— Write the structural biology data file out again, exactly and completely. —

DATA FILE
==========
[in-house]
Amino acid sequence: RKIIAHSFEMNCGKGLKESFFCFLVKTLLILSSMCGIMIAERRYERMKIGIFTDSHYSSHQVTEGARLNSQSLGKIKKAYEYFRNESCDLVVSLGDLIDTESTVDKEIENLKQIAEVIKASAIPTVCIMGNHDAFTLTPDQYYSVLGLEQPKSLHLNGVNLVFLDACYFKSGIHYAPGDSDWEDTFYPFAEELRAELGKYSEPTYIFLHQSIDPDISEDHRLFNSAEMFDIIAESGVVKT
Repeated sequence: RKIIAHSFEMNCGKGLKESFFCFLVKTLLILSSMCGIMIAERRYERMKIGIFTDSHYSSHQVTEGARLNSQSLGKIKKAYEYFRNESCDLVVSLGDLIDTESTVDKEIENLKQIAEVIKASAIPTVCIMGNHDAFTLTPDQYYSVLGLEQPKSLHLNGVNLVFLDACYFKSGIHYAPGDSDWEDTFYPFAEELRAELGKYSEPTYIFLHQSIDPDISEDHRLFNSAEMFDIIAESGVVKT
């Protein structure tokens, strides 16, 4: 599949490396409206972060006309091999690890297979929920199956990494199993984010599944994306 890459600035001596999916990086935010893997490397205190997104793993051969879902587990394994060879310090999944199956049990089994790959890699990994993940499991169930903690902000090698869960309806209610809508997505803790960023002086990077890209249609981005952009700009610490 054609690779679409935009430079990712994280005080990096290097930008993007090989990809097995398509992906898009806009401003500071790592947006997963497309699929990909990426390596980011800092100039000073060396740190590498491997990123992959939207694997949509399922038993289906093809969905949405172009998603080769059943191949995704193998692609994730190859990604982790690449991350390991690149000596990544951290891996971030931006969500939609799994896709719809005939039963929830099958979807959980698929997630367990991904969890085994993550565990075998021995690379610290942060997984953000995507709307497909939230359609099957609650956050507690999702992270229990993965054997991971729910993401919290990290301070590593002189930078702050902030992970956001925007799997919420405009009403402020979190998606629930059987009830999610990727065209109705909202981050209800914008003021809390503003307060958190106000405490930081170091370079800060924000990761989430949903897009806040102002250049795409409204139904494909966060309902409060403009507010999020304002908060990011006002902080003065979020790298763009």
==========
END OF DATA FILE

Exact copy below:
[in-house]
Amino acid sequence: RKIIAHSFEMNCGKGLKESFFCFLVKTLLILSSMCGIMIAERRYERMKIGIFTDSHYSSHQVTEGARLNSQSLGKIKKAYEYFRNESCDLVVSLGDLIDTESTVDKEIENLKQIAEVIKASAIPTVCIMGNHDAFTLTPDQYYSVLGLEQPKSLHLNGVNLVFLDACYFKSGIHYAPGDSDWEDTFYPFAEELRAELGKYSEPTYIFLHQSIDPDISEDHRLFNSAEMFDIIAESGVVKT
Repeated sequence: RKIIAHSFEMNCGKGLKESFFCFLVKTLLILSSMCGIMIAERRYERMKIGIFTDSHYSSHQVTEGARLNSQSLGKIKKAYEYFRNESCDLVVSLGDLIDTESTVDKEIENLKQIAEVIKASAIPTVCIMGNHDAFTLTPDQYYSVLGLEQPKSLHLNGVNLVFLDACYFKSGIHYAPGDSDWEDTFYPFAEELRAELGKYSEPTYIFLHQSIDPDISEDHRLFNSAEMFDIIAESGVVKT
């Protein structure tokens, strides 16, 4: 599949490396409206972060006309091999690890297979929920199956990494199993984010599944994306 890459600035001596999916990086935010893997490397205190997104793993051969879902587990394994060879310090999944199956049990089994790959890699990994993940499991169930903690902000090698869960309806209610809508997505803790960023002086990077890209249609981005952009700009610490 054609690779679409935009430079990712994280005080990096290097930008993007090989990809097995398509992906898009806009401003500071790592947006997963497309699929990909990426390596980011800092100039000073060396740190590498491997990123992959939207694997949509399922038993289906093809969905949405172009998603080769059943191949995704193998692609994730190859990604982790690449991350390991690149000596990544951290891996971030931006969500939609799994896709719809005939039963929830099958979807959980698929997630367990991904969890085994993550565990075998021995690379610290942060997984953000995507709307497909939230359609099957609650956050507690999702992270229990993965054997991971729910993401919290990290301070590593002189930078702050902030992970956001925007799997919420405009009403402020979190998606629930059987009830999610990727065209109705909202981050209800914008003021809390503003307060958190106000405490930081170091370079800060924000990761989430949903897009806040102002250049795409409204139904494909966060309902409060403009507010999020304002908060990011006002902080003065979020790298763009």